Senator WONG: As I said, ABARES estimates that electricity is about two per cent of dairy farm cash costs. This means the carbon price impact on electricity prices would be about 0.2 per cent of farmers' cash costs. Some dairy processors will be directly liable under the carbon price, but the government is also assisting businesses to lower emissions and improve efficiency. I again refer the Senate to the $200 million Clean Technology Food and Foundries Investment Program. The program has received significant interest from the sector, and I am advised that, on Thursday, 17 May, Dairy Australia was named as one of the recipients of an Energy Efficiency Information Grant. I would also refer the senator to comments from Fonterra—and I might come back to that—about the preparations that that company has been making to reduce its carbon footprint. (Time expired)

Senator WILLIAMS (New South WalesNationals Whip in the Senate) (14:38): Mr President, I ask a further supplementary question. Given that the Labor government will impose a $3.7 billion hit on Australia's agricultural sector, how much does the government expect the temperature of the globe to change in exchange for making life tougher for Australian farmers?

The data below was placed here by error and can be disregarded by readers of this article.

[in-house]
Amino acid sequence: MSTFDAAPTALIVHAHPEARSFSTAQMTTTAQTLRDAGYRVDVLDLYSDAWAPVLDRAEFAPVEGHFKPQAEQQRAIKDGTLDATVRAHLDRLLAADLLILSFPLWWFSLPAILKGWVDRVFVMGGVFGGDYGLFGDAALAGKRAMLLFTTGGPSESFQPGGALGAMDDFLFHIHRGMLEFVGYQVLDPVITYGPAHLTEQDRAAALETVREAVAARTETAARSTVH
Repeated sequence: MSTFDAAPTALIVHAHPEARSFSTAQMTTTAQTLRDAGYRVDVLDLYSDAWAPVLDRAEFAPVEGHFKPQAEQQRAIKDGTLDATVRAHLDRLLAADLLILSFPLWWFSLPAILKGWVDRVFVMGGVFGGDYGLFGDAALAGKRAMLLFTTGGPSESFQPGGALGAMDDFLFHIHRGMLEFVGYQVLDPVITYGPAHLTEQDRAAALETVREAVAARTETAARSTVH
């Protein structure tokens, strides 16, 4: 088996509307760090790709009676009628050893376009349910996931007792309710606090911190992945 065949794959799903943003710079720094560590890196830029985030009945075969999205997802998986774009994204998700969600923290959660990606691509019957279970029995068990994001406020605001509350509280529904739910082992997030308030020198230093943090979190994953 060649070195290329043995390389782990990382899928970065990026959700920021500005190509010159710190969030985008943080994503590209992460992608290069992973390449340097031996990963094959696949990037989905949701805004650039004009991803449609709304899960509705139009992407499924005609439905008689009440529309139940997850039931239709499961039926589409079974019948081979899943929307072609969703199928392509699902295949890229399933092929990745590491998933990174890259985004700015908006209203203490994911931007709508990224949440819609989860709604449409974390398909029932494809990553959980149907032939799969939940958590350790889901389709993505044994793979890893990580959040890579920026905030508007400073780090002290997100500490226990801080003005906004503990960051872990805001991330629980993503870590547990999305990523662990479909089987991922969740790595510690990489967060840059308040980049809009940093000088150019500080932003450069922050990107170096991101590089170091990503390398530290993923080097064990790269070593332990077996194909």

Senator WONG (South AustraliaMinister for Finance and Deregulation) (14:39): Firstly, the $3.7 billion figure that was given is not correct, for the reasons that I think I outlined in my first answer. Secondly, if the senator does not believe that action should be taken by this country on climate change, he should wander down to the House of Representatives and have a chat to the Leader of the Opposition, who has committed to the same reduction as the government, only his plan will cost more. It will cost the people who are left—you—and every household in Australia $1,300 every year. Same objective, higher cost—

Senator Brandis: Mr President, I raise a point of order. There was only one question: by how much does the government expect global temperatures to change? The minister has not even approached that question.

The PRESIDENT: The question was broader. The minister is addressing the question and has 25 seconds remaining.

Senator WONG: It is the same amount as your policy, but our program will cost less. I know the National Party probably did not pay attention, but you are signed up to the same environmental outcome except you have signed up for more tax for your constituents: $1,300 for every Australian household every year. Worse than that—and the National Party should care about this—it means the Liberal Party have imposed on you a tax hike for all income earners. (Time expired)